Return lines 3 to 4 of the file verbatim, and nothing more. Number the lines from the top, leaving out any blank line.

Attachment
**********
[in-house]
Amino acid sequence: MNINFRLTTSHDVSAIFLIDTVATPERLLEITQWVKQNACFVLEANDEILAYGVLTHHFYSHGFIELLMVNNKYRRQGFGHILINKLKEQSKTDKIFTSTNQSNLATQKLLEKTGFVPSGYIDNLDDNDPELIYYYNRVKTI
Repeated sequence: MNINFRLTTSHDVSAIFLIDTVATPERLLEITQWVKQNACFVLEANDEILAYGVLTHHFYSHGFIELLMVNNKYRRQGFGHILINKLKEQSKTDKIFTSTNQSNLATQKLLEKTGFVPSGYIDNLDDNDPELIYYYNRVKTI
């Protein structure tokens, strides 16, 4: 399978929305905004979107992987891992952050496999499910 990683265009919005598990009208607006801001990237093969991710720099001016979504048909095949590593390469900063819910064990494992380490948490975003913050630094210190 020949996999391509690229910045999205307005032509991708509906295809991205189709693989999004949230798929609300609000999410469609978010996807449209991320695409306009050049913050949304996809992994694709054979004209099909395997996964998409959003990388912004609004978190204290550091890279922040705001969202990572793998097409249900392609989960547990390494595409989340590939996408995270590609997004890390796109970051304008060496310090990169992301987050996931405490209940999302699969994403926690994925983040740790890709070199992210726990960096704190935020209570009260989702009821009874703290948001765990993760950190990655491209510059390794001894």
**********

Repeated sequence: MNINFRLTTSHDVSAIFLIDTVATPERLLEITQWVKQNACFVLEANDEILAYGVLTHHFYSHGFIELLMVNNKYRRQGFGHILINKLKEQSKTDKIFTSTNQSNLATQKLLEKTGFVPSGYIDNLDDNDPELIYYYNRVKTI
């Protein structure tokens, strides 16, 4: 399978929305905004979107992987891992952050496999499910 990683265009919005598990009208607006801001990237093969991710720099001016979504048909095949590593390469900063819910064990494992380490948490975003913050630094210190 020949996999391509690229910045999205307005032509991708509906295809991205189709693989999004949230798929609300609000999410469609978010996807449209991320695409306009050049913050949304996809992994694709054979004209099909395997996964998409959003990388912004609004978190204290550091890279922040705001969202990572793998097409249900392609989960547990390494595409989340590939996408995270590609997004890390796109970051304008060496310090990169992301987050996931405490209940999302699969994403926690994925983040740790890709070199992210726990960096704190935020209570009260989702009821009874703290948001765990993760950190990655491209510059390794001894």